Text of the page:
Effects of simultaneously performed cognitive and physical training in older adults
1 Division of Gerontopsychology, Department of Psychology, University of Zurich, Zurich, Switzerland
2 International Normal Aging and Plasticity Imaging Center (INAPIC), University of Zurich, Zurich, Switzerland
3 Department of Social Work, Zurich University of Applied Sciences, Zurich, Switzerland
4 Department of Information Technology and Electrical Engineering, Federal Institute of Technology (ETH), Zurich, Switzerland
5 Division of Neuropsychology, Department of Psychology, University of Zurich, Zurich, Switzerland
6 University Research Priority Program “Dynamics of Healthy Aging”, University of Zurich, Zurich, Switzerland
Citation and License
BMC Neuroscience 2013, 14:103 doi:10.1186/1471-2202-14-103Published: 23 September 2013
While many studies confirm the positive effect of cognitive and physical training on cognitive performance of older adults, only little is known about the effects of simultaneously performed cognitive and physical training. In the current study, older adults simultaneously performed a verbal working memory and a cardiovascular training to improve cognitive and motor-cognitive dual task performance. Twenty training sessions of 30 minutes each were conducted over a period of ten weeks, with a test session before, in the middle, and after the training. Training gains were tested in measures of selective attention, paired-associates learning, executive control, reasoning, memory span, information processing speed, and motor-cognitive dual task performance in the form of walking and simultaneously performing a working memory task.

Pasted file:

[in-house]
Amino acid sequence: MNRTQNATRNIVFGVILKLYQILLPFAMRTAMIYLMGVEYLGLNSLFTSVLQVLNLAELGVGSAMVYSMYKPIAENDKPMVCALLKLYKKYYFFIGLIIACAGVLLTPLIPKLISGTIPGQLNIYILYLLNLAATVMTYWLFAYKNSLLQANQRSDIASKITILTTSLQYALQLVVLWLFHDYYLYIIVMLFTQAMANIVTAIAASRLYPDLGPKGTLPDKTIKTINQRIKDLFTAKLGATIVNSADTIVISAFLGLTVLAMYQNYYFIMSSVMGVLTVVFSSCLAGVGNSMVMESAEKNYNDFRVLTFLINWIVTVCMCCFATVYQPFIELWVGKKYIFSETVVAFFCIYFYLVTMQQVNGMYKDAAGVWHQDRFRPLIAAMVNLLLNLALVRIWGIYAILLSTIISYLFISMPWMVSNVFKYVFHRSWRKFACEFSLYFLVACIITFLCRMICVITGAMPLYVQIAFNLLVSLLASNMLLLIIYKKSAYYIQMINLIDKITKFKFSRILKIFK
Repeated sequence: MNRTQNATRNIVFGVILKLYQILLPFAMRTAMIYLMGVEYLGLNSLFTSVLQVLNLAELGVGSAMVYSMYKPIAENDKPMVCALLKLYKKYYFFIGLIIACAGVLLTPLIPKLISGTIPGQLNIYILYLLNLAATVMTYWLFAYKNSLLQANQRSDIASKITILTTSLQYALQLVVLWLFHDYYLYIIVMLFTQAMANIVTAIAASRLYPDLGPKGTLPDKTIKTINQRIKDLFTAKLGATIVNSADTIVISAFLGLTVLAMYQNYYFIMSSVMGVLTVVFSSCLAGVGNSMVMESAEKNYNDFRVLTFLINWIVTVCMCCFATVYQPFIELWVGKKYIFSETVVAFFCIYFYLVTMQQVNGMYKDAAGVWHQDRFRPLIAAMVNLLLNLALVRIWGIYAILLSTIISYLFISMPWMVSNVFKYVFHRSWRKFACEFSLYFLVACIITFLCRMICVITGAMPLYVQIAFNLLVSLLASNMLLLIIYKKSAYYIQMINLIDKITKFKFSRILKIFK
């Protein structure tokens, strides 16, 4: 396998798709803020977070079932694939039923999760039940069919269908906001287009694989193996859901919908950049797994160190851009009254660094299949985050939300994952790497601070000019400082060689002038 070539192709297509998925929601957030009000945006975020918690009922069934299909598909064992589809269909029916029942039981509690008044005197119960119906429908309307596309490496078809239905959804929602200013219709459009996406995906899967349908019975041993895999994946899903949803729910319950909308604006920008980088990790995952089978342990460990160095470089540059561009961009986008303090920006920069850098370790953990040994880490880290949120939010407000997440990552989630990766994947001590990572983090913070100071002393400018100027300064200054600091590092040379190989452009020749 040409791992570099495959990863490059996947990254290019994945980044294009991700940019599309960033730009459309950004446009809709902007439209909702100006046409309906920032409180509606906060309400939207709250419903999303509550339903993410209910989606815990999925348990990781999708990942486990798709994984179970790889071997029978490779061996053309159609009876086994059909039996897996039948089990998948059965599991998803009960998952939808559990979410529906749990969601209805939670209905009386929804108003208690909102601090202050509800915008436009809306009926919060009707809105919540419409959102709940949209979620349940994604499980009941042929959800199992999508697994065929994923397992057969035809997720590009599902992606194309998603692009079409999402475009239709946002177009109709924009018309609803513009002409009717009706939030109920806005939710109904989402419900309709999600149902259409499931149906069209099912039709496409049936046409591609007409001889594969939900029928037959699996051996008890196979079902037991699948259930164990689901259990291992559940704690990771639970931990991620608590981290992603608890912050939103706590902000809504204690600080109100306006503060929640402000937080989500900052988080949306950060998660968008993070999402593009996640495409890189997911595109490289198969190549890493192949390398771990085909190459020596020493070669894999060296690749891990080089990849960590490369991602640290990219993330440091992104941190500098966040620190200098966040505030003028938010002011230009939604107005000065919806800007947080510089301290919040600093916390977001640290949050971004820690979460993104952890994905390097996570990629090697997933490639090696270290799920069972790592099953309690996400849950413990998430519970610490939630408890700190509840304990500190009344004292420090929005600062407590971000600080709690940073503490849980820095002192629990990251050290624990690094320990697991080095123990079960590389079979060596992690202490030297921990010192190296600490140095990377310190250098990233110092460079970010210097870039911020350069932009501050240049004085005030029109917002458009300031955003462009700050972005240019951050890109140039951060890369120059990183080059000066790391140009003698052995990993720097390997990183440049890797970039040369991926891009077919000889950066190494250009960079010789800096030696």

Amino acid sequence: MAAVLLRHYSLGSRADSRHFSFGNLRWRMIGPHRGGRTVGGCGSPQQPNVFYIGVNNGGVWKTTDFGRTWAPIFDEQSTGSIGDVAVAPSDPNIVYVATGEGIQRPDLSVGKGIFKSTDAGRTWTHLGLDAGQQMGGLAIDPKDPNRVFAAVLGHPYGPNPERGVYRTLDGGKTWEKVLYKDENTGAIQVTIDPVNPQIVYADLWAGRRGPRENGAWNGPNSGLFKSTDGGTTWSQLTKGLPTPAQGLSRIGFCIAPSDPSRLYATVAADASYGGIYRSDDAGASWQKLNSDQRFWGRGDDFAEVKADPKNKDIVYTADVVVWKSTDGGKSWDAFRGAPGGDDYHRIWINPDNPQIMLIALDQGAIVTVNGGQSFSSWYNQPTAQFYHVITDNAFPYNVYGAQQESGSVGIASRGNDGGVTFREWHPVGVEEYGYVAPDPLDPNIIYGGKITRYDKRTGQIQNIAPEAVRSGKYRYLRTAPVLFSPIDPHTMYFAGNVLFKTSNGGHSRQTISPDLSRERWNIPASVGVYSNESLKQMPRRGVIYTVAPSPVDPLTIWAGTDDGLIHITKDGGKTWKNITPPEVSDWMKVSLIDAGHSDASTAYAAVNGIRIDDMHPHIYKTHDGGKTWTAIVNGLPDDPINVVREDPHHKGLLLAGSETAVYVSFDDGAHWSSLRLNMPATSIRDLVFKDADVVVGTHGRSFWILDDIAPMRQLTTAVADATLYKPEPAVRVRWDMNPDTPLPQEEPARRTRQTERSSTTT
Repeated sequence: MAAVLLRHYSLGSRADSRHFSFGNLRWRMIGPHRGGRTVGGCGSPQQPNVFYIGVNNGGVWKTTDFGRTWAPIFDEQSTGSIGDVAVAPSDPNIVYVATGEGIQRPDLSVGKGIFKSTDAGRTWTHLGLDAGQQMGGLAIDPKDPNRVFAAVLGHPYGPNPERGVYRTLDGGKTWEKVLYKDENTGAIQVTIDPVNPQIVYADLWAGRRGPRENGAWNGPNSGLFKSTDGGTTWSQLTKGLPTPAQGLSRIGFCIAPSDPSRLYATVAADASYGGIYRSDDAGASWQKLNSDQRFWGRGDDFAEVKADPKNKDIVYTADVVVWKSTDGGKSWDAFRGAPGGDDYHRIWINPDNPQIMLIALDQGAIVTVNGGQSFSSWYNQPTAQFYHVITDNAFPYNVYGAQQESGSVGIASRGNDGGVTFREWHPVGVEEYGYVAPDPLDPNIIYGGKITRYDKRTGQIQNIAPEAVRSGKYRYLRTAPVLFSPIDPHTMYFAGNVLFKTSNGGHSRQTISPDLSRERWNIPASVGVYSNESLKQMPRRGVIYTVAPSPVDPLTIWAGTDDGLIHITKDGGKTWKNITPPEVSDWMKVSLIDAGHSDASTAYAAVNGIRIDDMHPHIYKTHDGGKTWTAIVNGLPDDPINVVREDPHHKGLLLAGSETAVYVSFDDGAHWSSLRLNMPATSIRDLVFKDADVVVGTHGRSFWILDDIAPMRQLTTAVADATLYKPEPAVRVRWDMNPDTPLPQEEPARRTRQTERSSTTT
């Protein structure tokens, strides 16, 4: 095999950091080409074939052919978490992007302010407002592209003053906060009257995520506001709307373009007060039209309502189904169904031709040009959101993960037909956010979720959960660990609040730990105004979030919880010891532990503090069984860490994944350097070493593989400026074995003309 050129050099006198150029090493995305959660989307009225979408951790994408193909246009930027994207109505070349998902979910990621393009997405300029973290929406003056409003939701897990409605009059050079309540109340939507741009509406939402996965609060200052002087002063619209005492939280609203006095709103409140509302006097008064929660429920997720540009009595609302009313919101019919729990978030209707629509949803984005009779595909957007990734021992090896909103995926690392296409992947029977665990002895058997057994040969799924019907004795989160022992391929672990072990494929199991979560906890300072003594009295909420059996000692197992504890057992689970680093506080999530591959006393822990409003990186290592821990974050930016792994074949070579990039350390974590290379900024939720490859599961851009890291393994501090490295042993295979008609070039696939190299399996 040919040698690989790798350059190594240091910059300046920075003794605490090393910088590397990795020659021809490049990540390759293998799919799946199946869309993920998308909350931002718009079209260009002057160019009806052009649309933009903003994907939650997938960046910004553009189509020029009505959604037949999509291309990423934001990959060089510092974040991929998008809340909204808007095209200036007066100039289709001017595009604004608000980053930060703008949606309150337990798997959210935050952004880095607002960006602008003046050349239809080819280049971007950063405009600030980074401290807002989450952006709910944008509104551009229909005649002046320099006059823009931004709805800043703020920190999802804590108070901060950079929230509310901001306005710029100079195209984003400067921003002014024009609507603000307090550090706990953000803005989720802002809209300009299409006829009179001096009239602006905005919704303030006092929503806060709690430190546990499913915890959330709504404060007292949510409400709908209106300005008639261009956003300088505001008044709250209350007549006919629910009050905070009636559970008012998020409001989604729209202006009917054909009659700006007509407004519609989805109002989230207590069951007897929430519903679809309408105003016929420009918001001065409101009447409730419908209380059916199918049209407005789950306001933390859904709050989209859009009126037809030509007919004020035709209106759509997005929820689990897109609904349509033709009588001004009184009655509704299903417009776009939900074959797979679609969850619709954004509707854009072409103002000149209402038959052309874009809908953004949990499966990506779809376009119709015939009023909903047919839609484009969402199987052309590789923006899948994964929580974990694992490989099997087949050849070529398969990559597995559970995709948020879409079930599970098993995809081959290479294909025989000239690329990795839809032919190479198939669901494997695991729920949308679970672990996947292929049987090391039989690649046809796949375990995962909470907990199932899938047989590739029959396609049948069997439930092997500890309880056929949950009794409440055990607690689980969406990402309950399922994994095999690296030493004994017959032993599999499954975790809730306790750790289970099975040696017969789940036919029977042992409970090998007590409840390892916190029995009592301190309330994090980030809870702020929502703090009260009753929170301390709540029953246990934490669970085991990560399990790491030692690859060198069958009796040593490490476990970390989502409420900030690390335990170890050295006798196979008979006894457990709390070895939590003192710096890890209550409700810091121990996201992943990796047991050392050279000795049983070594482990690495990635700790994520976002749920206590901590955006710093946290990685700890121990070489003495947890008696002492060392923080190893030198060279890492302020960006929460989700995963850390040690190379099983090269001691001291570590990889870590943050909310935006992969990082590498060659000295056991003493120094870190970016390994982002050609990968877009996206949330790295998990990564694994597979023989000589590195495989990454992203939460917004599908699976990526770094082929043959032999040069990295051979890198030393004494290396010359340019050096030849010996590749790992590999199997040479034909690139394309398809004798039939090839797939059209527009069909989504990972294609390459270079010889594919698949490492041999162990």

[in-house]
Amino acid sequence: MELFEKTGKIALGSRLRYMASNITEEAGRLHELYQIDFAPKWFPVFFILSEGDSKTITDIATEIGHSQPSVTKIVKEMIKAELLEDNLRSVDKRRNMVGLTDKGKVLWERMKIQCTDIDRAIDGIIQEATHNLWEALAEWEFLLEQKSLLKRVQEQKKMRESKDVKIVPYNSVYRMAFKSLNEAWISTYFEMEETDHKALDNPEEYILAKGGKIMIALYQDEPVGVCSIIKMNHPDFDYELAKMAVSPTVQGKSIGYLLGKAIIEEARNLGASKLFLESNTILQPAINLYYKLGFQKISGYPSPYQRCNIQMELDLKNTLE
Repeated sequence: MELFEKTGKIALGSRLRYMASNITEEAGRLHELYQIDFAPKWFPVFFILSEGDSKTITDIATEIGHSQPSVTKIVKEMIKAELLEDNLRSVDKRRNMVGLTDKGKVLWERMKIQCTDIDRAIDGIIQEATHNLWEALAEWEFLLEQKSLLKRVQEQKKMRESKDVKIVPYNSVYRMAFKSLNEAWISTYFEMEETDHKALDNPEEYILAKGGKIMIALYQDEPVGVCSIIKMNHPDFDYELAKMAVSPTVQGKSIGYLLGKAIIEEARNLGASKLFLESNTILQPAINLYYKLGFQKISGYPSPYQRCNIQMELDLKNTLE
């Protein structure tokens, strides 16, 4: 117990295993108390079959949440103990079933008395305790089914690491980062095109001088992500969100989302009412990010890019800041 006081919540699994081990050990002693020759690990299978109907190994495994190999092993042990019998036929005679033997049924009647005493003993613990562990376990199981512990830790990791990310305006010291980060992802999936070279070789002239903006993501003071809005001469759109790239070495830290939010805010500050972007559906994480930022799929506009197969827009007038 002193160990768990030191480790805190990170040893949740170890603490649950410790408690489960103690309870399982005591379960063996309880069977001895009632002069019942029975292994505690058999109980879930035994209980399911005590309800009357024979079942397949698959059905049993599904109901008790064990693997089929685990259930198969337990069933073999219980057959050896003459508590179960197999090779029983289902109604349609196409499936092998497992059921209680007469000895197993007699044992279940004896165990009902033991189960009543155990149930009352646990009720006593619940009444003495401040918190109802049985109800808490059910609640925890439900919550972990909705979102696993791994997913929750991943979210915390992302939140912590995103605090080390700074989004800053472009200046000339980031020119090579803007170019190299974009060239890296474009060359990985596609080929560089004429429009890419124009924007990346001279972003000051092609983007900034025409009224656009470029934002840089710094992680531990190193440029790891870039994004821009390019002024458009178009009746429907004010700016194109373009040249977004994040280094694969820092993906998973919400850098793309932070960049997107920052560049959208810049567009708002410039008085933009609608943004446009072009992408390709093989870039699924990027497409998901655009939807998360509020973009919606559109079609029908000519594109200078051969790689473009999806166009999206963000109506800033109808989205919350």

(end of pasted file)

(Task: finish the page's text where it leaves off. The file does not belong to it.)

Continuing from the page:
Sixty-three participants with a mean age of 71.8 ± 4.9 years (range 65 to 84) either performed the simultaneous training (N = 21), performed a single working memory training (N = 16), or attended no training at all (N = 26). The results indicate similar training progress and larger improvements in the executive control task for both training groups when compared to the passive control group. In addition, the simultaneous training resulted in larger improvements compared to the single cognitive training in the paired-associates task and was able to reduce the step-to-step variability during the motor-cognitive dual task when compared to the single cognitive training and the passive control group.
The simultaneous training of cognitive and physical abilities presents a promising training concept to improve cognitive and motor-cognitive dual task performance, offering greater potential on daily life functioning, which usually involves the recruitment of multiple abilities and resources rather than a single one.